The Slovenes are moving into Serbia in a big way now that there is a new regime. They know the ropes of course and should soon be a dominant force throughout the Balkans. With EU entry imminent, their laws on foreign ownership of land and property are being relaxed. It could then become a magnet for new investors from all over the place as the natural gateway to the Balkans. With its lovely Alpine scenery it is likely to develop its considerable tourist industry rapidly. 

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Slovenian farmers fear ruin in the EU, official says

President of the Slovenian Agriculture Chamber (KGZ), Peter Vrisk, and Agriculture Minister, Franci But, confronted each other on a television panel on agriculture, Slovenia News reported recently. Vrisk suggested that entering the EU under the given circumstances would bring devastation to Slovenian farmers, while But insisted that certain farmers' demands cannot be fulfilled.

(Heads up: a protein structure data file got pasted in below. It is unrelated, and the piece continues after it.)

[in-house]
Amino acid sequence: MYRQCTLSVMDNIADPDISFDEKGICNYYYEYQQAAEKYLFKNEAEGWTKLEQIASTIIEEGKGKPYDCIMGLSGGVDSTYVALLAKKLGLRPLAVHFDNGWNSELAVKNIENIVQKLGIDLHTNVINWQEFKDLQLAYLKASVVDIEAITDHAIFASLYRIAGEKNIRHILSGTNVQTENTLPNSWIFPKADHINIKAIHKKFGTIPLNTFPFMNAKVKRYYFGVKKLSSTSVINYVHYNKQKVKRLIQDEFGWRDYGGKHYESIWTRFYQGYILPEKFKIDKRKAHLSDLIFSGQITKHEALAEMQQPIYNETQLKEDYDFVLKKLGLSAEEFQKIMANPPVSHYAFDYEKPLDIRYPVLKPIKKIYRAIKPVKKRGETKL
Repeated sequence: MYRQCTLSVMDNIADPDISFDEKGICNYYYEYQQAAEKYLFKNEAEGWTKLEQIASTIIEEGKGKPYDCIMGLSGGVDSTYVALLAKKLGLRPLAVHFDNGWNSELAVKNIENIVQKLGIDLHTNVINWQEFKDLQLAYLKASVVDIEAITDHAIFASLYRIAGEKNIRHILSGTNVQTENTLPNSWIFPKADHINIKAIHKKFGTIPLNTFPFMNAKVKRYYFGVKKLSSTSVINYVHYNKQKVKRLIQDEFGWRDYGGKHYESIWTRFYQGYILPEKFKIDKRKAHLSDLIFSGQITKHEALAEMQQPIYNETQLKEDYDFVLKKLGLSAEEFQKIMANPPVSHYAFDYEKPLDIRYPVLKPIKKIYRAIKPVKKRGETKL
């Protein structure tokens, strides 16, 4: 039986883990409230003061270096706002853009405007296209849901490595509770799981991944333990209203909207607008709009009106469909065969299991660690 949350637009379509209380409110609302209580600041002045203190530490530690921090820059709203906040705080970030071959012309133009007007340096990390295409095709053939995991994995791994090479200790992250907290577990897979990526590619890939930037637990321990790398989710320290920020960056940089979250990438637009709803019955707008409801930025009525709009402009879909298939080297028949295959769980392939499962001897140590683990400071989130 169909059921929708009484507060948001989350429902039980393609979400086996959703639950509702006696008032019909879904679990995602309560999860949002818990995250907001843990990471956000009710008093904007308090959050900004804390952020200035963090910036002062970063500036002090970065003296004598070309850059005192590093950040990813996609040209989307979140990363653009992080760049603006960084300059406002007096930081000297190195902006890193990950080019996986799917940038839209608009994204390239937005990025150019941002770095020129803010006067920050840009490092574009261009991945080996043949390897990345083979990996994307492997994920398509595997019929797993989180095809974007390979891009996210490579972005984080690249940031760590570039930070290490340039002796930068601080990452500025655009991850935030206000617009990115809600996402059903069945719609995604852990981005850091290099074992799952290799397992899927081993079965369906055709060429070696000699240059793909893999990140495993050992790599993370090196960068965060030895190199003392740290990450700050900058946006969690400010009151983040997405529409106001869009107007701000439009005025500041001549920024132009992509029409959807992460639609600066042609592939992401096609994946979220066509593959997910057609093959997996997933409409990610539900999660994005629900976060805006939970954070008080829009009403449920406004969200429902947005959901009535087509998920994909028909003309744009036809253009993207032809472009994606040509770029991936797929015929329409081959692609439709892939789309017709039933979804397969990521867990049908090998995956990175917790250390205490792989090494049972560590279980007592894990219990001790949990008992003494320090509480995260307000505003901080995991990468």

As Virsk explained on the TV Slovenija show entitled "Aktualno," Slovenian farmers could risk being ruined if Slovenia enters the EU under current circumstances. Replying to Vrisk's claims, Minister But said that he lends his full support to farmers when it comes to direct payments and quotas. He added, however, that some of the farmers' demands could not be fulfilled. According to Vrisk, the Slovenian government still has a lot of work to do in the agricultural sector before entering the EU. The serious situation in the agricultural sector is demonstrated by the massive closing down of farms and disuse of the country's farmland. In addition to adequate direct payments and quotas, farmers also demand increased budget resources for investments and restructuring as well as more reasonable veterinary standards. Minister But on the contrary suggested that Slovenian agriculture would gain a lot by entering the EU. It is true that it will have to face an open liberalised market, where the prices of products will no longer be set by the state, but it will be market-driven. The minister also insisted on the importance that the Slovenian food-processing industry adapt to the European market and for farmers to become more organised and oriented towards quality production.